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Self-perception theory is an account of attitude change developed by Daryl Bem. It asserts that we only have that knowledge of our own behaviour and its causation that another person can have, and that we therefore develop our attitudes by observing our own behaviour and concluding what attitudes must have caused them.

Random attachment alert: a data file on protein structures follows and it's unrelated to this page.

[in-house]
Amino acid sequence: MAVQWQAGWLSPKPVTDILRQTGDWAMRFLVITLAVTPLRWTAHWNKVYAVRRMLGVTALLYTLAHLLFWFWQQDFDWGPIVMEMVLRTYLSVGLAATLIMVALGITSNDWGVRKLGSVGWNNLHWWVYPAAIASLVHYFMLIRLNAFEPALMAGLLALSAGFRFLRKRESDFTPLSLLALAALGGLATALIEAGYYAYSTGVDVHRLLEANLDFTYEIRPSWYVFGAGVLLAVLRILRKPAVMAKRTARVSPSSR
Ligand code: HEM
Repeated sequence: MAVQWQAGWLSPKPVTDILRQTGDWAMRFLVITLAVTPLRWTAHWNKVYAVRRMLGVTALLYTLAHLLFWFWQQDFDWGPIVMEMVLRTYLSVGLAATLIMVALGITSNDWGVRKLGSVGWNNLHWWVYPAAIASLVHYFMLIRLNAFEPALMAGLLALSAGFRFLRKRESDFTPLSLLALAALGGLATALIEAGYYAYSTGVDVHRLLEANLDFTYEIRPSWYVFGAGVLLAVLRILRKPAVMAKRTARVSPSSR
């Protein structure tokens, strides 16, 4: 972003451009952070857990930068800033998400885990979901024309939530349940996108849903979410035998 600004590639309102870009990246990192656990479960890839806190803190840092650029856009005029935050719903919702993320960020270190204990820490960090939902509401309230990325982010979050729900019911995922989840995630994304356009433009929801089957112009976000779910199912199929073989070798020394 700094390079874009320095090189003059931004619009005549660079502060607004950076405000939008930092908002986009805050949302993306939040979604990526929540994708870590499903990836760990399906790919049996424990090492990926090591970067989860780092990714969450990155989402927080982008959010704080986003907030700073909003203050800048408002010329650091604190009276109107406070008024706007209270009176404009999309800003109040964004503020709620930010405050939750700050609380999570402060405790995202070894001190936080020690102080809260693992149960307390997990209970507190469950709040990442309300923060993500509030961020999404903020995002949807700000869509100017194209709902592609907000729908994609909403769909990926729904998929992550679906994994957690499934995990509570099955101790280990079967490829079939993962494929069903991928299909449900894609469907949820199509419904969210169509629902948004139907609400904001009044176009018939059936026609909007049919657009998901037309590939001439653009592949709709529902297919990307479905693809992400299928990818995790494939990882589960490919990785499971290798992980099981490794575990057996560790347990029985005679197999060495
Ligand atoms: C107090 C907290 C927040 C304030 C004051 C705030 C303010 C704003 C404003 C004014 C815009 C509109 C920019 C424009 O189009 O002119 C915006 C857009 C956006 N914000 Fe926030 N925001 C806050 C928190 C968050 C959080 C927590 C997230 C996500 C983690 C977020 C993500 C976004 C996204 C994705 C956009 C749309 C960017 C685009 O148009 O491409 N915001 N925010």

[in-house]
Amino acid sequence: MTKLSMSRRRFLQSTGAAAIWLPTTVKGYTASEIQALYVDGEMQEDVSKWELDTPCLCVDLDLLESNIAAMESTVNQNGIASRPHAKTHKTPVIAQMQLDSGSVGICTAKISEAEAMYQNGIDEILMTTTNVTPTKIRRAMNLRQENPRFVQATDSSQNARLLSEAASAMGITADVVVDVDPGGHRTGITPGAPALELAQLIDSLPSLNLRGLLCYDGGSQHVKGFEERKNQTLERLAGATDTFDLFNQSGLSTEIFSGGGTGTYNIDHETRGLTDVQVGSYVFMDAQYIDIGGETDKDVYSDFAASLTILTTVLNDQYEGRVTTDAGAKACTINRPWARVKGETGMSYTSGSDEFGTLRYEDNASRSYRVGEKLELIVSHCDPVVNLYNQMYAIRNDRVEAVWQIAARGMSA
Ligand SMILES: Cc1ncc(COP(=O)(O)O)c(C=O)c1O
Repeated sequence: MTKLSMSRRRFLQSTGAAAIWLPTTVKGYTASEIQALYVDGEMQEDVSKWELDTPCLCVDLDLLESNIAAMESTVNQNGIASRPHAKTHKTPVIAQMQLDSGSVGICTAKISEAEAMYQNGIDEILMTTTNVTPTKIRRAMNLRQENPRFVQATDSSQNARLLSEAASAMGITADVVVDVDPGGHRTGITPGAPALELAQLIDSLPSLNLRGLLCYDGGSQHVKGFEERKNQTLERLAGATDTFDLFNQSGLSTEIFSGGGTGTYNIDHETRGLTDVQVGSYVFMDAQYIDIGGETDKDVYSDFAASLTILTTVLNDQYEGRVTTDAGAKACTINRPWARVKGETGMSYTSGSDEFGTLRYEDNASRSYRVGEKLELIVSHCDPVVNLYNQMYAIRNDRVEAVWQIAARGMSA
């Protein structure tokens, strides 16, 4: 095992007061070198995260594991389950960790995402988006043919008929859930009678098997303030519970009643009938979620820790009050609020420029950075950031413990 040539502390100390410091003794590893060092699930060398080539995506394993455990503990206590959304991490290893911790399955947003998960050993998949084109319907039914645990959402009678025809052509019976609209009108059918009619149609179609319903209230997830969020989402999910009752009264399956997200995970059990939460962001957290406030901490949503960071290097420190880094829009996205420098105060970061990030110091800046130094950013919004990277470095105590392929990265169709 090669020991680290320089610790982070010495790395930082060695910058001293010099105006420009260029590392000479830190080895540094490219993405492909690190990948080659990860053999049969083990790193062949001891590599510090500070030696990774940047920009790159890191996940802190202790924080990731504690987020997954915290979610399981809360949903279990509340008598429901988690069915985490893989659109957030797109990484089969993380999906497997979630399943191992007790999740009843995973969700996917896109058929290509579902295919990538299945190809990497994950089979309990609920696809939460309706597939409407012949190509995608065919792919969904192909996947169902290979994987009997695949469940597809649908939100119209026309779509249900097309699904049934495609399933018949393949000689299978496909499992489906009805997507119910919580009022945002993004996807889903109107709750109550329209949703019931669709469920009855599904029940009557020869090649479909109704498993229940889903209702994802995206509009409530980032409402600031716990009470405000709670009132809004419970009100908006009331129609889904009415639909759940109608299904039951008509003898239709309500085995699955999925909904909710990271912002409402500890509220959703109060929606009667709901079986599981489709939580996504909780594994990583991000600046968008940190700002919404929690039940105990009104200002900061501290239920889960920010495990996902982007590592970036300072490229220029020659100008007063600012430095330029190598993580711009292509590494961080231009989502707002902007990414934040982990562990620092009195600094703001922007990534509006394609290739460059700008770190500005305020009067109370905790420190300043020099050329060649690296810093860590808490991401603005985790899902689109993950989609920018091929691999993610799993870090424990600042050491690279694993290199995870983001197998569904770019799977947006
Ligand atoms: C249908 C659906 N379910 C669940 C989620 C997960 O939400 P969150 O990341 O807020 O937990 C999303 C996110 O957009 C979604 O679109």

Self-perception theory differs from cognitive dissonance theory in that it does not hold that people experience a "negative drive state" called "dissonance" which they seek to relieve. Instead, people simply infer their attitudes from their behavior in the same way that an outside observer might.


Bem, D. I. (1972). Self-perception theory. In L. Berkowitz (Ed.), Advances in experimental social psychology, Vol. 6, pp. 1-62. New York: Academic Press.